So, you can test how well they print at different sizes for yourself if you download them. Just make sure you're looking at images taken in the same conditions you plan on using a camera in.

Most models do OK in good light. But, when you need to crank up the ISO speed in less than optimum lighting, image quality can degrade significantly.

Even a 2 Megapixel camera can make acceptable quality prints at under 8x10" sizes for many subjects (i.e, portraits), if it's a decent camera (lens, image processing algorithms, etc.). 3 Megapixels is noticeably better at around 8x10" from most cameras

After that, at typical viewing distances for prints 8x10" or smaller, you begin to see diminishing returns going to higher resolution images, looking at the output from most inkjet printers, based on my experience printing at that size.

But, again, you really need to take models you consider on a case by case basis. Megapixel count alone is not enough to judge how well a camera is going to perform. There are too many other factors (lens quality, metering reliability, autofocus accuracy, color accuracy, dynamic range, noise, the quality of the in camera image processing and more).

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Old Oct 6, 2006, 7:57 PM   #7
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Being a contrarien, I'd suggest ignoring image comparisons when deciding between cameras - at least ignore them beyond the point of noting that one is just plain bad.

It is pretty much impossible to set two different cameras to the same settings - contrast, saturation, brightness, white balance, gama, ... Differences in those settings are likely to cause as much change for camera A than there is difference between camara A and camera B. Some camera's defaults are set to produce more ZING (technical term - those are the settings thatsell cameras) while others have their defaults set to more modest values, allowing the user more control over their image.

So if you want a camera that you can "grow into", and you don't mind figuring out how to use some silly menu - pretty much ignore image comparisons. Just about any camera being sold will produce good images.
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Old Oct 8, 2006, 8:20 AM   #8
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Don't forget the quality of the lens and the manufacturing tolerances that go into achieving a proper focus.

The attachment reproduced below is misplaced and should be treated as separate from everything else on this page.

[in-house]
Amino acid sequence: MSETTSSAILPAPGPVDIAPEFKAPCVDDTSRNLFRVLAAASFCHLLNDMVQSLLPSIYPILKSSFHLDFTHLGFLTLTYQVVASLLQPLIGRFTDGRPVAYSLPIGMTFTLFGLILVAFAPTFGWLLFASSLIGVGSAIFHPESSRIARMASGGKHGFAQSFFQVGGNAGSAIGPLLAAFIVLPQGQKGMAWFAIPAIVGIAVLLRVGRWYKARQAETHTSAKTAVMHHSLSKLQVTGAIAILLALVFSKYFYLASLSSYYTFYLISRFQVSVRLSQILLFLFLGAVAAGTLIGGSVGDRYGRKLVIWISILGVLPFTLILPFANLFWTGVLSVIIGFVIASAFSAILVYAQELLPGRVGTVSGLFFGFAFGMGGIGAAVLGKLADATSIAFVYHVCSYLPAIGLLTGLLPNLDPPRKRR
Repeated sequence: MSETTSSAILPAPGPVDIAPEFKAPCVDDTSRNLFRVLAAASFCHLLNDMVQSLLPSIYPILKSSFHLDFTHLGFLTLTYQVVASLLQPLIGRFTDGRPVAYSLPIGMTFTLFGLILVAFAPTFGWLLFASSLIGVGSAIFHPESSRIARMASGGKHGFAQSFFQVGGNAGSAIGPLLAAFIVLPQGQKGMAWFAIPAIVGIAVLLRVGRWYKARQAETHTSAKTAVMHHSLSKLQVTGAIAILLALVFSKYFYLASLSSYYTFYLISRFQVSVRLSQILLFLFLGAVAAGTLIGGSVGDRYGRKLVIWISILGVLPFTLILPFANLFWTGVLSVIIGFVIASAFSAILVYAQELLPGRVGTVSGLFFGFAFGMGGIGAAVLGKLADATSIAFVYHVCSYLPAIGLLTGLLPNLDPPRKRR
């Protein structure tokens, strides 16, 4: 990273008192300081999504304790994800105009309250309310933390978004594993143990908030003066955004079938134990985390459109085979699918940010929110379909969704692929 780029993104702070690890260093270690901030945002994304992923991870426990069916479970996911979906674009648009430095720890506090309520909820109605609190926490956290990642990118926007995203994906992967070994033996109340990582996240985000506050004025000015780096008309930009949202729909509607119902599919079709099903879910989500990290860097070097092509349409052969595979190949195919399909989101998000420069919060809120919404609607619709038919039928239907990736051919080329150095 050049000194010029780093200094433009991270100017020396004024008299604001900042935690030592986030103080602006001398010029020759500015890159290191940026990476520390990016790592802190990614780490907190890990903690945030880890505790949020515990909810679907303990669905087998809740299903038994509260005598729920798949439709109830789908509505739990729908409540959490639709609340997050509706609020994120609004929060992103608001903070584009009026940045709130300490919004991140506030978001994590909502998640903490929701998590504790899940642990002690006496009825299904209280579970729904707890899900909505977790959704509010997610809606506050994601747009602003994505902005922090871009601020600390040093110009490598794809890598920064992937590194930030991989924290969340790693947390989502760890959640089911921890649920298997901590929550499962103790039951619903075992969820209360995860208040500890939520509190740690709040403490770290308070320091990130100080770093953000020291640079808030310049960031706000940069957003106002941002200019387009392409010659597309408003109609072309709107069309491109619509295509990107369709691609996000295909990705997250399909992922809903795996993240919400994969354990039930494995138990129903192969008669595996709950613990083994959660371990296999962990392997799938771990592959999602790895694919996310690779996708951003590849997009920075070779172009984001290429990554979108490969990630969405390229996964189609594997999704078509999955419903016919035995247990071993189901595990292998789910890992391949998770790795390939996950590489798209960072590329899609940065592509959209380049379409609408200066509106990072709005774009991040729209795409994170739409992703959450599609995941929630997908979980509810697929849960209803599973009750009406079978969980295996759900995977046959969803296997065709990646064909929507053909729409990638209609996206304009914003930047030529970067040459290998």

I bought a 6 MP camera (a Canon SD700/Ixus800) and ata few, fortunately not all,settings there is some corner blur whichmeans the lens limitations are showing up.

(Test results I gotare posted in the Canon section of this forum ca. 7/20/06)http://www.stevesforums.com/forums/v...mp;forum_id=15

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Old Oct 10, 2006, 9:47 AM   #9
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My current camera is 3.1 Mpixels. Even the 6x8 prints look great. I know that I'm never going to print anything bigger.

The biggest point for buying more megapixels is being able to get good prints when you have to crop most of the image out.

Unless you are making huge prints, of course...
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Old Oct 10, 2006, 11:32 AM   #10
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digraph wrote:
The biggest point for buying more megapixels is being able to get good prints when you have to crop most of the image out.
You can't crop as much as you think and maintain acceptable quality.

If you crop an image to make it look like twice as much optical zoom was used, you end up with 1/4 (not 1/2) the original resolution (because resolution, like area, is computed by multiplying width x height).

So, if you really need to pull in subjects closer, there is no substitute for Optical Zoom.

You can see a table comparing the resolving power of some of the popular "long zoom" models here (watch out for the popup advertisements). This table does not take other characteristics of a camera into consideration (lens quality, etc.). It's just designed to show you that even a lower resolution camera can pull in more detail compared to cropping an image from a higher resolution model with less optical zoom.